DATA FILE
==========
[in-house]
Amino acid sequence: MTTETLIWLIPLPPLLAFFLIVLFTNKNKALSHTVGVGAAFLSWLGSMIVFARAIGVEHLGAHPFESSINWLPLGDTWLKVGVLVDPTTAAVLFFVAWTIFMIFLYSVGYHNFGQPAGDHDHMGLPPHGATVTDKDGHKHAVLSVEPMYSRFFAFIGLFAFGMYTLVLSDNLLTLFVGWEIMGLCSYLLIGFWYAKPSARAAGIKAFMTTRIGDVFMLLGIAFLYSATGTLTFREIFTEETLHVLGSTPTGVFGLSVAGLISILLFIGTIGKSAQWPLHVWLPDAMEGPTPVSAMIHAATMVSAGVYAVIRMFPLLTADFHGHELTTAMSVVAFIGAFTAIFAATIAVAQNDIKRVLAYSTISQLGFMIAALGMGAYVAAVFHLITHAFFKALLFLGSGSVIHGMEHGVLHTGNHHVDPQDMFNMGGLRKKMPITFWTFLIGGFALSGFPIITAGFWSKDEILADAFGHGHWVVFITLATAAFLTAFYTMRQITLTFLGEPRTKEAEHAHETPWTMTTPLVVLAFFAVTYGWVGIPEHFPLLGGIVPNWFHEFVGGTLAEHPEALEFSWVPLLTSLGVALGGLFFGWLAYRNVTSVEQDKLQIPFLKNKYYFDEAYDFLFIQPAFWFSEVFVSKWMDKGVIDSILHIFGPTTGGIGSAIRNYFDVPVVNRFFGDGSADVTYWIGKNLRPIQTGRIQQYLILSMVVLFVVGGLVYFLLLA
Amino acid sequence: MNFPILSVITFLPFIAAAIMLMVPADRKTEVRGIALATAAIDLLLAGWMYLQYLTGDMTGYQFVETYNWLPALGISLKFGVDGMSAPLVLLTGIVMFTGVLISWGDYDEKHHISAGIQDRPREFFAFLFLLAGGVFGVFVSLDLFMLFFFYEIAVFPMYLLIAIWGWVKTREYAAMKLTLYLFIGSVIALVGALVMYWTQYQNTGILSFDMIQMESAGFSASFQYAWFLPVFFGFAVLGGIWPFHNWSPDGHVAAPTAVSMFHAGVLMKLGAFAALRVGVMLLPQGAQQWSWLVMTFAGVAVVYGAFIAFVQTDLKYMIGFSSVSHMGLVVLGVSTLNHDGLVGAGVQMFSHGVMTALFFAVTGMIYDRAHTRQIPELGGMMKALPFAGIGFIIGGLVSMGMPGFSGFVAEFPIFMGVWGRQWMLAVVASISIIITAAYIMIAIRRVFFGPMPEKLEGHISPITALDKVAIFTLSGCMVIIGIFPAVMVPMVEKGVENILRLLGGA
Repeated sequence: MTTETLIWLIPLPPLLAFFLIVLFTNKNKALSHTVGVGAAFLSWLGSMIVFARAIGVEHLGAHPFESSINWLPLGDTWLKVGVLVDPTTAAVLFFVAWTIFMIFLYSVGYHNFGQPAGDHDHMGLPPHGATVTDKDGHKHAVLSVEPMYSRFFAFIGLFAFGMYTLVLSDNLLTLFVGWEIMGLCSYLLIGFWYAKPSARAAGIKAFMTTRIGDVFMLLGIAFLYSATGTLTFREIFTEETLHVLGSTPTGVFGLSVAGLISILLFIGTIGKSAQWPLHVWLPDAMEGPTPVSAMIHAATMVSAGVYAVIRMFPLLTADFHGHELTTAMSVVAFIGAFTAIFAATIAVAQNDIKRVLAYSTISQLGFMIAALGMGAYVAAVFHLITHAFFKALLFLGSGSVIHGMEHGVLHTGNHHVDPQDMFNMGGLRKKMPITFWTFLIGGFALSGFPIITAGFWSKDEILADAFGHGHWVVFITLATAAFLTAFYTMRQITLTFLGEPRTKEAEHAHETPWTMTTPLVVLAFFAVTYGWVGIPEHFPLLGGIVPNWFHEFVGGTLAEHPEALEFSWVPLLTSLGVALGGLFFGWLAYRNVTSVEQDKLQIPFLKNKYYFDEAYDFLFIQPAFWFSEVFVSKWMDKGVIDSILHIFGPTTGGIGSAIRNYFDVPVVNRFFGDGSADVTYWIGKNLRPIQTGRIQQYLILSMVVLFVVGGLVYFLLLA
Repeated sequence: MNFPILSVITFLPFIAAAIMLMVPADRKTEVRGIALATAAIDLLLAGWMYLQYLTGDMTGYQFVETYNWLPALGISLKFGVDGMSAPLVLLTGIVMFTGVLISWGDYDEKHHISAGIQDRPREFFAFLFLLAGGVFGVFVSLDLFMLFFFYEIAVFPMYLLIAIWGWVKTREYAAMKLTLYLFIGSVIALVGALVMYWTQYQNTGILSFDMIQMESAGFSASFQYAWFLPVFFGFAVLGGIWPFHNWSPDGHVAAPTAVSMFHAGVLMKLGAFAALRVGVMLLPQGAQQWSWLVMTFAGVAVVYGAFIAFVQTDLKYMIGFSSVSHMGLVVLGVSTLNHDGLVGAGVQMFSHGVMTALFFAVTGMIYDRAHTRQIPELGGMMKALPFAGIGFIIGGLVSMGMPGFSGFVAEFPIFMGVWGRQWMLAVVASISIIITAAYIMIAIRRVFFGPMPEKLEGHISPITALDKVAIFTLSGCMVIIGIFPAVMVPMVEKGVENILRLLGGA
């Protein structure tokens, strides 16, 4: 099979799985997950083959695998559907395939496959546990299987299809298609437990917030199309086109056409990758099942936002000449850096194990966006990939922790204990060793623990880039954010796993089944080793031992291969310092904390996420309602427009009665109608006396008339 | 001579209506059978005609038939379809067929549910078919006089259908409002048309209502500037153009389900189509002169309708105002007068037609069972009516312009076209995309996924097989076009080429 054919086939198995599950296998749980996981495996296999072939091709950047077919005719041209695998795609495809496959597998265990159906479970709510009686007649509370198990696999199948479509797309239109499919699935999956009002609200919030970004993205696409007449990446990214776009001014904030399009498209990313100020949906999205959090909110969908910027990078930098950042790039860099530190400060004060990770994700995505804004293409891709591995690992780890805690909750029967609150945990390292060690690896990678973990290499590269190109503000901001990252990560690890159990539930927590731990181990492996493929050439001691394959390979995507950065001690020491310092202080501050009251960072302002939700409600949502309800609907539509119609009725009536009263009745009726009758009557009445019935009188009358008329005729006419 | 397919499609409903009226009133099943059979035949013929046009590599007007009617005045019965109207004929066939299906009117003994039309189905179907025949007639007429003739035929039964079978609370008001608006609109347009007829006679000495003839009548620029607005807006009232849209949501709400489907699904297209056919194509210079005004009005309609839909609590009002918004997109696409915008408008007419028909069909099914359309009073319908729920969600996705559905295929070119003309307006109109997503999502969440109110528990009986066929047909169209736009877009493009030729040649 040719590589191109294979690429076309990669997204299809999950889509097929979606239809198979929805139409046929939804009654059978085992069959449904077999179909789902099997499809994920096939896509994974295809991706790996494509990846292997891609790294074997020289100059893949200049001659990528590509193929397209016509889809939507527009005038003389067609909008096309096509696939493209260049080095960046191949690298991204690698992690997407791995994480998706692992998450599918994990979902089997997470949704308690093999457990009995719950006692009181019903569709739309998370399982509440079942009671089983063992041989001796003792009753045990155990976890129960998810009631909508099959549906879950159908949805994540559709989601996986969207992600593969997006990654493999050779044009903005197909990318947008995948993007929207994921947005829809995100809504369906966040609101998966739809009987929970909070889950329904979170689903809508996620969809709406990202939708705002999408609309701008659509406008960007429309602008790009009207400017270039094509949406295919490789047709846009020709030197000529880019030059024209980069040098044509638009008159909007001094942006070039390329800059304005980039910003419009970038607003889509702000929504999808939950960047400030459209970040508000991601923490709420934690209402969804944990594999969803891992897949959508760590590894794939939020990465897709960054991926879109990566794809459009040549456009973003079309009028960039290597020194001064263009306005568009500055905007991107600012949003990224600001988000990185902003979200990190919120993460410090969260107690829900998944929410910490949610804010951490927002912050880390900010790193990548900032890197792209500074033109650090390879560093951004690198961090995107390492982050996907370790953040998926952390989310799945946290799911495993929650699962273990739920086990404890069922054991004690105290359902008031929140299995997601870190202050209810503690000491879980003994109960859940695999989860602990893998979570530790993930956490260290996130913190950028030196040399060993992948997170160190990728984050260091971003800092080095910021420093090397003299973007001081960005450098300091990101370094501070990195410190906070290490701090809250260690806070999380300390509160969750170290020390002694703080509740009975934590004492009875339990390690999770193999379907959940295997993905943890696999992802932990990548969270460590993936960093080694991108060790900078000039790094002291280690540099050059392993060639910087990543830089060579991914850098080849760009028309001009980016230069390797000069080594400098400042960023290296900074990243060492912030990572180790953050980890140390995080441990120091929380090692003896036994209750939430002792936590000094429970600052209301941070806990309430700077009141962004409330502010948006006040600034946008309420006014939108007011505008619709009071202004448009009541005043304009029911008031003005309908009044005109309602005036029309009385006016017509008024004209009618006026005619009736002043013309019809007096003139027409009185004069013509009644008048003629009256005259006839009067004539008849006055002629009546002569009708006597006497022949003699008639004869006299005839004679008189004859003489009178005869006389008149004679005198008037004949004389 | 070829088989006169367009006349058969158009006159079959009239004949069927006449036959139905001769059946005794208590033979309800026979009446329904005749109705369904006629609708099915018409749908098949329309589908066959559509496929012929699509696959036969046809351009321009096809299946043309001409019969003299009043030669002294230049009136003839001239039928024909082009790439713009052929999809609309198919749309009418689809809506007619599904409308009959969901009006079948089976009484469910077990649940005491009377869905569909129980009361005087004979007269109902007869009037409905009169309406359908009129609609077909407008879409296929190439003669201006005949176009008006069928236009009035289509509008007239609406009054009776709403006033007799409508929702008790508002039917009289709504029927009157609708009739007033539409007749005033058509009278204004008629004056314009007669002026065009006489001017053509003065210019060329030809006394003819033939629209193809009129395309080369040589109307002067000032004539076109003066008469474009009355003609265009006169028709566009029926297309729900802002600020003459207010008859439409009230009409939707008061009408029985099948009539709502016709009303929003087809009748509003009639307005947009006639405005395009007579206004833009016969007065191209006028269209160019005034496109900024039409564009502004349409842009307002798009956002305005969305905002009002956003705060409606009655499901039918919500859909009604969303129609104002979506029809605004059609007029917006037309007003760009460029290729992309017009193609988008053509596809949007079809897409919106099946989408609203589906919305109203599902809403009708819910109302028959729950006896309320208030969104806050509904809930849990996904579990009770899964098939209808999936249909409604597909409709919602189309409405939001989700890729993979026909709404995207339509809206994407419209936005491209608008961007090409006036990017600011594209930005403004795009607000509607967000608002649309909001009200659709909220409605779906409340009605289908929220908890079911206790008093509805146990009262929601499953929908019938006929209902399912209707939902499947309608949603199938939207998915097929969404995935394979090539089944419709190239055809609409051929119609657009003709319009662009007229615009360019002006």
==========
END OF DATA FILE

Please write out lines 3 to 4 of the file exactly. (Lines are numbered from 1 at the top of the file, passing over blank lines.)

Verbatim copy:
Amino acid sequence: MNFPILSVITFLPFIAAAIMLMVPADRKTEVRGIALATAAIDLLLAGWMYLQYLTGDMTGYQFVETYNWLPALGISLKFGVDGMSAPLVLLTGIVMFTGVLISWGDYDEKHHISAGIQDRPREFFAFLFLLAGGVFGVFVSLDLFMLFFFYEIAVFPMYLLIAIWGWVKTREYAAMKLTLYLFIGSVIALVGALVMYWTQYQNTGILSFDMIQMESAGFSASFQYAWFLPVFFGFAVLGGIWPFHNWSPDGHVAAPTAVSMFHAGVLMKLGAFAALRVGVMLLPQGAQQWSWLVMTFAGVAVVYGAFIAFVQTDLKYMIGFSSVSHMGLVVLGVSTLNHDGLVGAGVQMFSHGVMTALFFAVTGMIYDRAHTRQIPELGGMMKALPFAGIGFIIGGLVSMGMPGFSGFVAEFPIFMGVWGRQWMLAVVASISIIITAAYIMIAIRRVFFGPMPEKLEGHISPITALDKVAIFTLSGCMVIIGIFPAVMVPMVEKGVENILRLLGGA
Repeated sequence: MTTETLIWLIPLPPLLAFFLIVLFTNKNKALSHTVGVGAAFLSWLGSMIVFARAIGVEHLGAHPFESSINWLPLGDTWLKVGVLVDPTTAAVLFFVAWTIFMIFLYSVGYHNFGQPAGDHDHMGLPPHGATVTDKDGHKHAVLSVEPMYSRFFAFIGLFAFGMYTLVLSDNLLTLFVGWEIMGLCSYLLIGFWYAKPSARAAGIKAFMTTRIGDVFMLLGIAFLYSATGTLTFREIFTEETLHVLGSTPTGVFGLSVAGLISILLFIGTIGKSAQWPLHVWLPDAMEGPTPVSAMIHAATMVSAGVYAVIRMFPLLTADFHGHELTTAMSVVAFIGAFTAIFAATIAVAQNDIKRVLAYSTISQLGFMIAALGMGAYVAAVFHLITHAFFKALLFLGSGSVIHGMEHGVLHTGNHHVDPQDMFNMGGLRKKMPITFWTFLIGGFALSGFPIITAGFWSKDEILADAFGHGHWVVFITLATAAFLTAFYTMRQITLTFLGEPRTKEAEHAHETPWTMTTPLVVLAFFAVTYGWVGIPEHFPLLGGIVPNWFHEFVGGTLAEHPEALEFSWVPLLTSLGVALGGLFFGWLAYRNVTSVEQDKLQIPFLKNKYYFDEAYDFLFIQPAFWFSEVFVSKWMDKGVIDSILHIFGPTTGGIGSAIRNYFDVPVVNRFFGDGSADVTYWIGKNLRPIQTGRIQQYLILSMVVLFVVGGLVYFLLLA